Nov. 29 (UPI) -- A new mouse study suggests vanillin, artificial vanilla extract, could be used to prevent or diminish psoriatic skin inflammation.
Psoriasis is an autoimmune disease characterized by outbreaks of red, itchy, and scaly skin patches, most frequently on the elbows, knees or scalp. Some 125 million people worldwide have the disorder. In the United States, there are 6.7 million people with psoriasis, roughly 3.1 percent of the population.
A group of scientists in Taiwan were able to replicate the disorder in a group of mice by exposing their skin to a compound called imiquimod. For seven days, researchers gave the mice oral doses of vanillin. Some mice received larger doses than others.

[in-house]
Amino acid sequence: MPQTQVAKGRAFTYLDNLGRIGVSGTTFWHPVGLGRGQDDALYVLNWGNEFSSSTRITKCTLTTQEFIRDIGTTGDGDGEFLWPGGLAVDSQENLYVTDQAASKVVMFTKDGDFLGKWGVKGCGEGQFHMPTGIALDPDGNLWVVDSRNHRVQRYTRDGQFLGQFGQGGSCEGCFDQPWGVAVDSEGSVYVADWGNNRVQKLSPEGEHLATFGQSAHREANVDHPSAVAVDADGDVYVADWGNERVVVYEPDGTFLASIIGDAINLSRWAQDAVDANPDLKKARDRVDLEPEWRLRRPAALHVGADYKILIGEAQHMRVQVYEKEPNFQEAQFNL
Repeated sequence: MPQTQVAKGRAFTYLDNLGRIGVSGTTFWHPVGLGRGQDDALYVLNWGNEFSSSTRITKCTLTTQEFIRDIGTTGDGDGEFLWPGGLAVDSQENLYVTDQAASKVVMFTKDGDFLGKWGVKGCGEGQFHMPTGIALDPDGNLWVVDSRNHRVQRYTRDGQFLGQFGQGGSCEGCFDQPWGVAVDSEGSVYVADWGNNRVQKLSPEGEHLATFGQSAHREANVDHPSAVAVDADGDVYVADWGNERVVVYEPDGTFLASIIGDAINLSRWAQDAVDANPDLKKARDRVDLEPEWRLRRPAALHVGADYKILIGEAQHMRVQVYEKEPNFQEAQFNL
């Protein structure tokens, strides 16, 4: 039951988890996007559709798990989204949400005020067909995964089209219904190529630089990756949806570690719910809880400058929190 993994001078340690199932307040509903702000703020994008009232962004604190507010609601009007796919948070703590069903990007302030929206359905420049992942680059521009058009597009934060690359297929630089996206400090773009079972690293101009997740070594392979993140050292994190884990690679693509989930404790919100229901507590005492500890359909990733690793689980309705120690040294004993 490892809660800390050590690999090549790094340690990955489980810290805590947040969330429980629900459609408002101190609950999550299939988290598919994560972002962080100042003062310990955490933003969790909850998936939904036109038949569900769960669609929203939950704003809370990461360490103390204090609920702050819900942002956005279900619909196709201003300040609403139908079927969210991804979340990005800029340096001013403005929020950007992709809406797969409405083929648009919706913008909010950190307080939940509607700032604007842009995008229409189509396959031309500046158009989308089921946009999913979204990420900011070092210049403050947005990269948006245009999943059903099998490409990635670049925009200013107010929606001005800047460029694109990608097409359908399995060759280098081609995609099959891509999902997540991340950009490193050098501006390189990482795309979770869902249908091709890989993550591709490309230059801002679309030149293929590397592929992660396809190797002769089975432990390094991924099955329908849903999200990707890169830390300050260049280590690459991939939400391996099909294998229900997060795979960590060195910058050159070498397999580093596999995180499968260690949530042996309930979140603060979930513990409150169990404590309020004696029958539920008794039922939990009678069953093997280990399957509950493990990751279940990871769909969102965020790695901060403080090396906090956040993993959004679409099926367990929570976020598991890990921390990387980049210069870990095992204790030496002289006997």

The mice that received the largest doses -- 50 or 100 milligrams per kilogram of body weight -- experienced the largest reductions in skin inflammation.
"Our findings suggested that vanillin was an effective bioactive compound against psoriatic skin inflammation," researchers concluded in their study, published this week in the Journal of Agricultural and Food Chemistry.
Scientists also found vanillin doses suppressed IL-17 and IL-23 protein levels -- interleukins believed to be linked with the development of the disorder.
Previous research has shown vanillin to also affect interleukins related to other inflammatory conditions and diseases.